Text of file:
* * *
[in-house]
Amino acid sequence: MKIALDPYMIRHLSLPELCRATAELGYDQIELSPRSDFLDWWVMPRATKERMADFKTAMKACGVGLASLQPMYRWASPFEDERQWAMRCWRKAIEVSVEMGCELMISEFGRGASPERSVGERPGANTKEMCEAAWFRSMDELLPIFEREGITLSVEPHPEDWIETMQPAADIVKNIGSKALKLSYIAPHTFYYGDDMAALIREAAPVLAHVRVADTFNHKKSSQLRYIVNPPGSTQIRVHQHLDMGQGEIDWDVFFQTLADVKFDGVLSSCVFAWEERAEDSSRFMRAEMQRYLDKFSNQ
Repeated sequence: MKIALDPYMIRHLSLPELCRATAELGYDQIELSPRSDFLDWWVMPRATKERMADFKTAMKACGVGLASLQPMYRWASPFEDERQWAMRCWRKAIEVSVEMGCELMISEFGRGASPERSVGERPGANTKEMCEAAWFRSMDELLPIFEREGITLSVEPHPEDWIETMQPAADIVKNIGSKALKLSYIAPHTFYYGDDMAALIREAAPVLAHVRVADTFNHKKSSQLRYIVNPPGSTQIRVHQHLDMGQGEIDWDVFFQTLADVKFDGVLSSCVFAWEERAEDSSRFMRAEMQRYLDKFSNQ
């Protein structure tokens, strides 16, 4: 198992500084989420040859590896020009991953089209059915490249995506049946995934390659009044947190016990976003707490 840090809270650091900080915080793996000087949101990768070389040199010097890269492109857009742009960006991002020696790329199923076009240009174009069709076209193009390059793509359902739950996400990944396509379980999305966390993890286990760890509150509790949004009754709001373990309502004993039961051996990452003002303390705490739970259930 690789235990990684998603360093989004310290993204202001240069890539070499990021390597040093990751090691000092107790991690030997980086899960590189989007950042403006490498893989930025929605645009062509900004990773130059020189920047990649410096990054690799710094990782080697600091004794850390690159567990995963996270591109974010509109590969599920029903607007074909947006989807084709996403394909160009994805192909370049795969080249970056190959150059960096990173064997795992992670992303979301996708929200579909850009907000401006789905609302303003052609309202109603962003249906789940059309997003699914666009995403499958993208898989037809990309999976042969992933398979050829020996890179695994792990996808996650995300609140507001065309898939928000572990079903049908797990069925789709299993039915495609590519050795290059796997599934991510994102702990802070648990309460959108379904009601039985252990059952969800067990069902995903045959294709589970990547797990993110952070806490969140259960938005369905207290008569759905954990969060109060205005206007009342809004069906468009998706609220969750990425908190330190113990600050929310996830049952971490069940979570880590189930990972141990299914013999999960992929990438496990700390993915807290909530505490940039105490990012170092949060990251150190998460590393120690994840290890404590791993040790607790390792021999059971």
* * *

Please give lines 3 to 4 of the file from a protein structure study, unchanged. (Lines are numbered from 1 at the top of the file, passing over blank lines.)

Repeated sequence: MKIALDPYMIRHLSLPELCRATAELGYDQIELSPRSDFLDWWVMPRATKERMADFKTAMKACGVGLASLQPMYRWASPFEDERQWAMRCWRKAIEVSVEMGCELMISEFGRGASPERSVGERPGANTKEMCEAAWFRSMDELLPIFEREGITLSVEPHPEDWIETMQPAADIVKNIGSKALKLSYIAPHTFYYGDDMAALIREAAPVLAHVRVADTFNHKKSSQLRYIVNPPGSTQIRVHQHLDMGQGEIDWDVFFQTLADVKFDGVLSSCVFAWEERAEDSSRFMRAEMQRYLDKFSNQ
């Protein structure tokens, strides 16, 4: 198992500084989420040859590896020009991953089209059915490249995506049946995934390659009044947190016990976003707490 840090809270650091900080915080793996000087949101990768070389040199010097890269492109857009742009960006991002020696790329199923076009240009174009069709076209193009390059793509359902739950996400990944396509379980999305966390993890286990760890509150509790949004009754709001373990309502004993039961051996990452003002303390705490739970259930 690789235990990684998603360093989004310290993204202001240069890539070499990021390597040093990751090691000092107790991690030997980086899960590189989007950042403006490498893989930025929605645009062509900004990773130059020189920047990649410096990054690799710094990782080697600091004794850390690159567990995963996270591109974010509109590969599920029903607007074909947006989807084709996403394909160009994805192909370049795969080249970056190959150059960096990173064997795992992670992303979301996708929200579909850009907000401006789905609302303003052609309202109603962003249906789940059309997003699914666009995403499958993208898989037809990309999976042969992933398979050829020996890179695994792990996808996650995300609140507001065309898939928000572990079903049908797990069925789709299993039915495609590519050795290059796997599934991510994102702990802070648990309460959108379904009601039985252990059952969800067990069902995903045959294709589970990547797990993110952070806490969140259960938005369905207290008569759905954990969060109060205005206007009342809004069906468009998706609220969750990425908190330190113990600050929310996830049952971490069940979570880590189930990972141990299914013999999960992929990438496990700390993915807290909530505490940039105490990012170092949060990251150190998460590393120690994840290890404590791993040790607790390792021999059971």